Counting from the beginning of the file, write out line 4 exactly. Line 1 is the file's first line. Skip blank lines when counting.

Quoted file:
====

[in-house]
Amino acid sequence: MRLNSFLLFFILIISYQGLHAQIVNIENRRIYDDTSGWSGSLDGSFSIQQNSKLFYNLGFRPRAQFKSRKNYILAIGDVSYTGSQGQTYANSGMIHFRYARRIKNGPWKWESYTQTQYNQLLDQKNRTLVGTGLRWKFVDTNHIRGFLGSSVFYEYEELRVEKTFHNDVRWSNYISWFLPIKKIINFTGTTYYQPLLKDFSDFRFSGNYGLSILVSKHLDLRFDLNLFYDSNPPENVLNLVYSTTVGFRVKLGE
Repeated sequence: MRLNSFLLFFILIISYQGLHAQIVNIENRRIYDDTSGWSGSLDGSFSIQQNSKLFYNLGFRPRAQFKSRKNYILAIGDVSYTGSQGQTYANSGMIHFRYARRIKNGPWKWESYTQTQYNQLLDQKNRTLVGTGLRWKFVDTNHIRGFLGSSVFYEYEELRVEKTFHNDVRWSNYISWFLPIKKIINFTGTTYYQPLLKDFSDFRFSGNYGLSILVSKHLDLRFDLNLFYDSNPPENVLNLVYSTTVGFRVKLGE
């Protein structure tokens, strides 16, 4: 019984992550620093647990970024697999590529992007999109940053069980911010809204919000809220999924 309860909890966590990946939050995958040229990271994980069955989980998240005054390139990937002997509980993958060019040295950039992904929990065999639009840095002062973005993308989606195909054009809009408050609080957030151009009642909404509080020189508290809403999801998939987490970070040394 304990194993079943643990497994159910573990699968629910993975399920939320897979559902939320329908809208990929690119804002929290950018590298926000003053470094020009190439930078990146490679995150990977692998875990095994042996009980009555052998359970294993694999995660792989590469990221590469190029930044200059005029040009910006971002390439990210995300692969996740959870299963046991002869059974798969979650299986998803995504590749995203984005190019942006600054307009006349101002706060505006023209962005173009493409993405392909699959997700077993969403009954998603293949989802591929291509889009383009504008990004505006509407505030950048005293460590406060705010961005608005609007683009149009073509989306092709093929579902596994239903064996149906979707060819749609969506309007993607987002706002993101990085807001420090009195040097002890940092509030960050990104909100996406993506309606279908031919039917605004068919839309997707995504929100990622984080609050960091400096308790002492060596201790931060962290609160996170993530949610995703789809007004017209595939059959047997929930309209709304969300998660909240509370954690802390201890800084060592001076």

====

């Protein structure tokens, strides 16, 4: 019984992550620093647990970024697999590529992007999109940053069980911010809204919000809220999924 309860909890966590990946939050995958040229990271994980069955989980998240005054390139990937002997509980993958060019040295950039992904929990065999639009840095002062973005993308989606195909054009809009408050609080957030151009009642909404509080020189508290809403999801998939987490970070040394 304990194993079943643990497994159910573990699968629910993975399920939320897979559902939320329908809208990929690119804002929290950018590298926000003053470094020009190439930078990146490679995150990977692998875990095994042996009980009555052998359970294993694999995660792989590469990221590469190029930044200059005029040009910006971002390439990210995300692969996740959870299963046991002869059974798969979650299986998803995504590749995203984005190019942006600054307009006349101002706060505006023209962005173009493409993405392909699959997700077993969403009954998603293949989802591929291509889009383009504008990004505006509407505030950048005293460590406060705010961005608005609007683009149009073509989306092709093929579902596994239903064996149906979707060819749609969506309007993607987002706002993101990085807001420090009195040097002890940092509030960050990104909100996406993506309606279908031919039917605004068919839309997707995504929100990622984080609050960091400096308790002492060596201790931060962290609160996170993530949610995703789809007004017209595939059959047997929930309209709304969300998660909240509370954690802390201890800084060592001076």